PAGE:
Is Skin Purging Real or Are Your New Products Irritating Your Complexion?

Dermatologists break down this condition and explain how to treat it.

Your skin may be your body's largest organ, but it's not infallible. In fact, it's absolutely prone to irritation, especially if you regularly test new facial products; these could cause a flaring up on your complexion. But it's important to note that general irritation or dermatitis (which feels itchy and looks more like a rash) differs from purging—which can be a sign that a new product, one with an ingredient that encourages cell turnover, is working. The products that cause this phenomenon are often retinoid-based, say our experts, and if you notice increased breakouts after you begin use, you are likely experiencing it firsthand. But what is this condition exactly and what makes it different from regular blemishes? Here, our dermatologists explain skin purging and how to prevent it from happening longterm.

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What causes a skin purge?

Dr. Corey L. Hartman, a board-certified dermatologist and the founder of Skin Wellness Dermatology in Birmingham, Alabama, explains that skin purging happens when your skin cell turnover cycle rapidly increases after a procedure or because of a chemical. "Skin cells turn over every 14 to 28 days under normal circumstances," he explains. "However, certain active ingredients and in-office procedures can cause any inflammation or changes bubbling underneath the skin's surface to be brought to light in a more immediate fashion." Dr. Rebecca Baxt, a board-certified dermatologist and member of the American Academy of Dermatology (AAD), adds that this condition happens most often after ingesting retinoid medication or applying products with these chemicals topically.

How is a skin purge different from acne?

Since skin purging happens because of specific products or procedures, this condition is different from a normal breakout—but it will impact any existing acne. "While inflammation associated with the 'retinization period' more often results in redness, dryness, and scaling, it is not uncommon to also experience a worsening of the acne," Dr. Hartman says. "This is the warning that dermatologists give patients as they start a new acne regimen. Things may get worse before they get better."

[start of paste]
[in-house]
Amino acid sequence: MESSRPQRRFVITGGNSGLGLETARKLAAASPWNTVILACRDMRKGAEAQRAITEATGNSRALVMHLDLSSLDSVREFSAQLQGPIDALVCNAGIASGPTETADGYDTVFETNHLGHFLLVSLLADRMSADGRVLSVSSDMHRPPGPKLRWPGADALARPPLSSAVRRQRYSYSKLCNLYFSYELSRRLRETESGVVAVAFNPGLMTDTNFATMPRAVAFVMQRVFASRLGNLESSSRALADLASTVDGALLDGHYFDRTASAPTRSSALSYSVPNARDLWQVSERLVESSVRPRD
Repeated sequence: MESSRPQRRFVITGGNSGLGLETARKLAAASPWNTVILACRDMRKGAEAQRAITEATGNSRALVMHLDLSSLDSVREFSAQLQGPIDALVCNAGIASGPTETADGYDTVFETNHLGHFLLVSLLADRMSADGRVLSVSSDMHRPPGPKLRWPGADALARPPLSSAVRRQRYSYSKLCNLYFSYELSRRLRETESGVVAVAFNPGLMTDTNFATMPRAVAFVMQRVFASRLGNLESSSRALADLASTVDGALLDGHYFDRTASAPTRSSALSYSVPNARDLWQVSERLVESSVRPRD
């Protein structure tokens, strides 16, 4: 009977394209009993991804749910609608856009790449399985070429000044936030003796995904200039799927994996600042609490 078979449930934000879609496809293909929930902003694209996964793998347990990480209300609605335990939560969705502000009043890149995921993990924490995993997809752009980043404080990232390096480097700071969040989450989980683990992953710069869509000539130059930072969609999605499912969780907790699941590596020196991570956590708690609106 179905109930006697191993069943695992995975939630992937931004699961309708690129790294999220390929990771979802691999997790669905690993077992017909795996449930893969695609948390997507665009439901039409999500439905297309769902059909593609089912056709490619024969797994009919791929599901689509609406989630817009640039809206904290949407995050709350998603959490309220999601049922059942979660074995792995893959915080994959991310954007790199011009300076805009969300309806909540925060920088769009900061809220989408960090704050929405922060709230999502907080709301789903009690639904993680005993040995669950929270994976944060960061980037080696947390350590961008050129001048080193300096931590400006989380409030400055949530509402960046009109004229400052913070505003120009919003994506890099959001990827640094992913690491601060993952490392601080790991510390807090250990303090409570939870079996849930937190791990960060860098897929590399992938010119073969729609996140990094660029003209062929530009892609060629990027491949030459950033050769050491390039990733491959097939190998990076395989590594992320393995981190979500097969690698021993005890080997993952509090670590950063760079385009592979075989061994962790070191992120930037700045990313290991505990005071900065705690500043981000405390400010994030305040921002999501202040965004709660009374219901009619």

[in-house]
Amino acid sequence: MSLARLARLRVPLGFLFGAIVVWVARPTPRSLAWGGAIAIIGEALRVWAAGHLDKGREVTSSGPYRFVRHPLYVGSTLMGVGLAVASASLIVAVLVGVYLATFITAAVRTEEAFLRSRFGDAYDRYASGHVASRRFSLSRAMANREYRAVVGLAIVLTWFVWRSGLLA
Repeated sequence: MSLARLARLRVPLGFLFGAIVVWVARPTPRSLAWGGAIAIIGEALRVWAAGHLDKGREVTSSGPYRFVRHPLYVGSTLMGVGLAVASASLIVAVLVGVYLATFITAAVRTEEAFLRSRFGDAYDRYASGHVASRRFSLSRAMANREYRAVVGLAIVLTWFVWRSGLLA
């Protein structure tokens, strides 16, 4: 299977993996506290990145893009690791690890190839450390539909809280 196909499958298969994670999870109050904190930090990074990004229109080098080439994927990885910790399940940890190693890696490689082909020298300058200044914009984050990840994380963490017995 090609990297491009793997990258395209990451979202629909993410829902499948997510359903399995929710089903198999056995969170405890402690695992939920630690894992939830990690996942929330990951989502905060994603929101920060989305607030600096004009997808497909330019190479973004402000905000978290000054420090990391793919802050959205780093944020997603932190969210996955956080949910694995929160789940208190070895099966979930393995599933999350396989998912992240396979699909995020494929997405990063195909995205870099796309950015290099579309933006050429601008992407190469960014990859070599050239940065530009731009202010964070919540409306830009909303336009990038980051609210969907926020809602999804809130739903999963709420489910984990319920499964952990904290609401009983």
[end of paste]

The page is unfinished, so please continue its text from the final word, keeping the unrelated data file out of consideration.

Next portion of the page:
Acne is generally caused by specific factors (hormones, stress, diet, and genetics being the most common, according to these dermatologists) and zits pop up after pores become clogged by oil, Dr. Baxt says. Skin purging, on the other hand, will usually happen four to six weeks after the use of a new retinol- or vitamin A-based product or procedure.

What are treatment options for skin purging?

As for how to heal your skin if you experience a purge? Dr. Baxt says prevention is key. "When treating acne, I always start retinoids slowly. If they are topical, we often begin twice a week, increasing as tolerated," she says. "If oral, it is typically a low dose for one month and then a full dose thereafter. Those tricks of the trade, so to speak, usually prevent a purge." If a treatment routine has caused the skin to purge, Dr. Baxt recommends stopping it altogether or slowing down. If the skin worsens—or becomes red or inflamed—she prescribes oral antibiotics or injects the skin to relax it. Dr. Hartman adds that consistent treatment will help this temporary condition. He explains that if the skin is tender or irritated from a purge, a gentle cleanser, moisturizer, topical anti-inflammatory creams, and sunscreen can help ease any symptoms.

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